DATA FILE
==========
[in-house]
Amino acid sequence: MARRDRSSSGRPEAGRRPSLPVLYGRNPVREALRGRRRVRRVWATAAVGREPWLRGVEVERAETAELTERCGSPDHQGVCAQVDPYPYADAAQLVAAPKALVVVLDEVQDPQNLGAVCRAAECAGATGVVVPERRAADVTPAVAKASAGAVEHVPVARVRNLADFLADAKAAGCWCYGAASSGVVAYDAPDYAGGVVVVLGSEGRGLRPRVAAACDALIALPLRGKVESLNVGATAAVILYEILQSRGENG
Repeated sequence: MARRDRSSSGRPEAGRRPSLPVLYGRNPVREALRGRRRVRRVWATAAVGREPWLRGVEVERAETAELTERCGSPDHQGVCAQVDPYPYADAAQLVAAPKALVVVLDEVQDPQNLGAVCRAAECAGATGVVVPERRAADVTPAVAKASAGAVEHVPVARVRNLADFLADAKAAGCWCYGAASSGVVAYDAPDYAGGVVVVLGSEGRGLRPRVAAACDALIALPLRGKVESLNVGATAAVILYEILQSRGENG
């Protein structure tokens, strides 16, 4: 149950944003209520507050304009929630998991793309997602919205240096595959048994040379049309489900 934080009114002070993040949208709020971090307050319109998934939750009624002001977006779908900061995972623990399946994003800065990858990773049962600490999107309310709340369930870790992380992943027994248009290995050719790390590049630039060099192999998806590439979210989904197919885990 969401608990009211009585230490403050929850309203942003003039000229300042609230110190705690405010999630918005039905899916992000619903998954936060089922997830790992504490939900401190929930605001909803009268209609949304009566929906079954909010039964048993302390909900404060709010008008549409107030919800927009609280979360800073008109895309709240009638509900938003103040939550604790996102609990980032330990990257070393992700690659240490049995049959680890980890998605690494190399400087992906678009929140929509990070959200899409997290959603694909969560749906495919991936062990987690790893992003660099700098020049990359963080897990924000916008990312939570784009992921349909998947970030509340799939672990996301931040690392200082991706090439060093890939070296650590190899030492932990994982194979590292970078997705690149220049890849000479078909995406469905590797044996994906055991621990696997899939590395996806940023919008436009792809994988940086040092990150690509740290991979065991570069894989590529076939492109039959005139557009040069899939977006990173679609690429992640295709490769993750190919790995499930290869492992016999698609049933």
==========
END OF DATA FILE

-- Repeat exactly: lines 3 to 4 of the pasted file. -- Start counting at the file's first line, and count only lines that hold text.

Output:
Repeated sequence: MARRDRSSSGRPEAGRRPSLPVLYGRNPVREALRGRRRVRRVWATAAVGREPWLRGVEVERAETAELTERCGSPDHQGVCAQVDPYPYADAAQLVAAPKALVVVLDEVQDPQNLGAVCRAAECAGATGVVVPERRAADVTPAVAKASAGAVEHVPVARVRNLADFLADAKAAGCWCYGAASSGVVAYDAPDYAGGVVVVLGSEGRGLRPRVAAACDALIALPLRGKVESLNVGATAAVILYEILQSRGENG
């Protein structure tokens, strides 16, 4: 149950944003209520507050304009929630998991793309997602919205240096595959048994040379049309489900 934080009114002070993040949208709020971090307050319109998934939750009624002001977006779908900061995972623990399946994003800065990858990773049962600490999107309310709340369930870790992380992943027994248009290995050719790390590049630039060099192999998806590439979210989904197919885990 969401608990009211009585230490403050929850309203942003003039000229300042609230110190705690405010999630918005039905899916992000619903998954936060089922997830790992504490939900401190929930605001909803009268209609949304009566929906079954909010039964048993302390909900404060709010008008549409107030919800927009609280979360800073008109895309709240009638509900938003103040939550604790996102609990980032330990990257070393992700690659240490049995049959680890980890998605690494190399400087992906678009929140929509990070959200899409997290959603694909969560749906495919991936062990987690790893992003660099700098020049990359963080897990924000916008990312939570784009992921349909998947970030509340799939672990996301931040690392200082991706090439060093890939070296650590190899030492932990994982194979590292970078997705690149220049890849000479078909995406469905590797044996994906055991621990696997899939590395996806940023919008436009792809994988940086040092990150690509740290991979065991570069894989590529076939492109039959005139557009040069899939977006990173679609690429992640295709490769993750190919790995499930290869492992016999698609049933």